Nevertheless, some of the species can be nice guys, such as David Williamson (left), public affairs manager of the Scotch Whisky Association. I've had a dram or two with him on his home turf in Scotland, and we've debated a number of topics in courteous fashion.
William M. Dowd photoThus, I know whereof Williamson speaks when he insists some pertinent details of the SWA's legal battles against the Canadian whisky Glen Breton are not over despite several governmental bodies ruling in favor of Glenora Distillers' use of that name.
The SWA contends the name Glen Breton misleads consumers into believing the whisky is distilled and matured in Scotland. A Canadian federal court initially agreed with the SWA. Then Canada's Trade-Marks Opposition Board sided with Glenora. So, the SWA took its case to court again, but the Federal Court of Appeal upheld Glenora's registration of Glen Breton as the trademark of its single malt.
"I wanted to make you aware that some of the wider reporting of the recent court ruling was inaccurate. The post ruling statement by Glenora Distillers International Ltd. claimed that the Canadian appeal court found that the name Glen Breton does not mislead consumers as to the product's origin. That statement is wrong.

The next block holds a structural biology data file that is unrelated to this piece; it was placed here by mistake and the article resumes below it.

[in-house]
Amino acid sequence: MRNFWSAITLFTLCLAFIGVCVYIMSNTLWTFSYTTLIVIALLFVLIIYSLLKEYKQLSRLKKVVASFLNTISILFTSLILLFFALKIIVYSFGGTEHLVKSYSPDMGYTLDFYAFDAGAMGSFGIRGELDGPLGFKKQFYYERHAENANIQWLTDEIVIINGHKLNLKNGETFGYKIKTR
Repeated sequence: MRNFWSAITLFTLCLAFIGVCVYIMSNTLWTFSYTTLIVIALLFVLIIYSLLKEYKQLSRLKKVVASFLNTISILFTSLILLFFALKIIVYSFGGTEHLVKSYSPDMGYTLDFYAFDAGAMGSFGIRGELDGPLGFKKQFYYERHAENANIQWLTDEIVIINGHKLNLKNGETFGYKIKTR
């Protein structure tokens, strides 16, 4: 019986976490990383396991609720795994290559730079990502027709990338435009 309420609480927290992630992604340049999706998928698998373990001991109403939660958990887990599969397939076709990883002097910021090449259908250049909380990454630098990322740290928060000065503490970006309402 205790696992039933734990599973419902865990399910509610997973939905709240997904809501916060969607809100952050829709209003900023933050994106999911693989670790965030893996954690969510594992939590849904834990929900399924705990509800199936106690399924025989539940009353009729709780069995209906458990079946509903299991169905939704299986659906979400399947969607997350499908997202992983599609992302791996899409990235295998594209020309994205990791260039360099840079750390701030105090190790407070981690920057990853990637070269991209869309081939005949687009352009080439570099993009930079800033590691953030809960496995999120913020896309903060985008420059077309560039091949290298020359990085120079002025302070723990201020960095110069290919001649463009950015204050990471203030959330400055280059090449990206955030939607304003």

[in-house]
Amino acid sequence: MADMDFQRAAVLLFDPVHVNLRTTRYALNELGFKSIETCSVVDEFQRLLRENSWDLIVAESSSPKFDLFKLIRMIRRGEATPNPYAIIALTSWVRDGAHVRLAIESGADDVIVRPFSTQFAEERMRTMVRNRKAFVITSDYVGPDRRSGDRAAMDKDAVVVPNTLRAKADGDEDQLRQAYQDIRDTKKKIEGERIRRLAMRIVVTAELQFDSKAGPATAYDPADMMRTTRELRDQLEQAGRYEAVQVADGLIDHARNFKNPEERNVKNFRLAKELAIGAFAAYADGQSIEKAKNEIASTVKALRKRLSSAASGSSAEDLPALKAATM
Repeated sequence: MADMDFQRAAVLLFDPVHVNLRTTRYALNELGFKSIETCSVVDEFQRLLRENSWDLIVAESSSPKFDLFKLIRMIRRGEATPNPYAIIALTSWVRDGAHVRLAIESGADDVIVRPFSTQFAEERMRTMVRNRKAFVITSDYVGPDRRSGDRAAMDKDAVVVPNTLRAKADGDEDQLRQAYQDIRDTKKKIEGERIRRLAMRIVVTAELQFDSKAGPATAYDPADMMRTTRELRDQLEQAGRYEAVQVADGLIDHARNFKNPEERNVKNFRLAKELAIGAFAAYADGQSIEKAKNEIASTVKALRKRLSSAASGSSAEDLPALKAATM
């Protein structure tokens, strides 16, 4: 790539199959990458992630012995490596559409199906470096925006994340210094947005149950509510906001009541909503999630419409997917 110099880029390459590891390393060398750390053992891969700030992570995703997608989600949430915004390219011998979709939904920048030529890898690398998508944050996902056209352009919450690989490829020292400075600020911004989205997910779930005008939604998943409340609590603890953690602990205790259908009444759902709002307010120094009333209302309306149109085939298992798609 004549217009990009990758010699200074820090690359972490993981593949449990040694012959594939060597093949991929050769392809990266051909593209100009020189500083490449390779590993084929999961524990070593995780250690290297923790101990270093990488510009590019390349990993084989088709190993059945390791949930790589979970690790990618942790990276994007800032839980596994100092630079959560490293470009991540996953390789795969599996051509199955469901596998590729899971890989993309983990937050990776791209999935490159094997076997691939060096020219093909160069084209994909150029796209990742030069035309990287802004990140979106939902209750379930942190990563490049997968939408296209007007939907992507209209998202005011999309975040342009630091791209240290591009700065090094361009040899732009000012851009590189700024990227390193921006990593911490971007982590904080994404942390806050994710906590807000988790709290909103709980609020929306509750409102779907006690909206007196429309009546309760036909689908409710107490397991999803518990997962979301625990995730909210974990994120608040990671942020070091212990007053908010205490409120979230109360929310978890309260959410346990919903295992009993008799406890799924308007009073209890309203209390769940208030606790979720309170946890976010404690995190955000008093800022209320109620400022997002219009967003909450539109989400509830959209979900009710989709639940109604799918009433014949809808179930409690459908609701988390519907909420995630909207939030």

"What the court actually said was: 'I believe it is fair to say that Glenora has marketed its product as being like a single-malt Scotch in all but name.' The court added, 'More importantly, Justice Harrington found that there was actual confusion in the marketplace, and that some consumers were not aware that Glenora's product was not a Scotch distilled in Scotland.'
"In reaching this conclusion, he had particular regard to evidence that Glenora's whisky had been listed on several bar and restaurant lists under the heading 'Scotch,' albeit occasionally with some sort of note attempting to clarify that it was Canadian. There was also evidence before him that similar mistakes had been made by a few independent critics and reviewers. Justice Harrington did not accept the argument that any confusion was due to the fact that Glen Breton has many of the characteristics of a Scotch -- flavor, aroma, and so forth -- and found on a balance of probabilities that the confusion was due to the use of a 'glen-prefixed mark.'
"In short, the court did not determine 'that the name Glen Breton does not mislead.' On the contrary, the appeal court did not question Mr. Justice Harrington's findings that the name Glen Breton had caused confusion. Rather, the court's ruling was based on the interpretation of a particular provision of the Canadian Trade Marks Act, a perverse result of which is that a trademark acknowledged in both courts as having caused 'actual confusion in the marketplace' has been allowed.
"We find it surprising that the court has allowed this confusion to be perpetuated, and we are considering an appeal."
Stay tuned for the next round in this ongoing kerfuffle.
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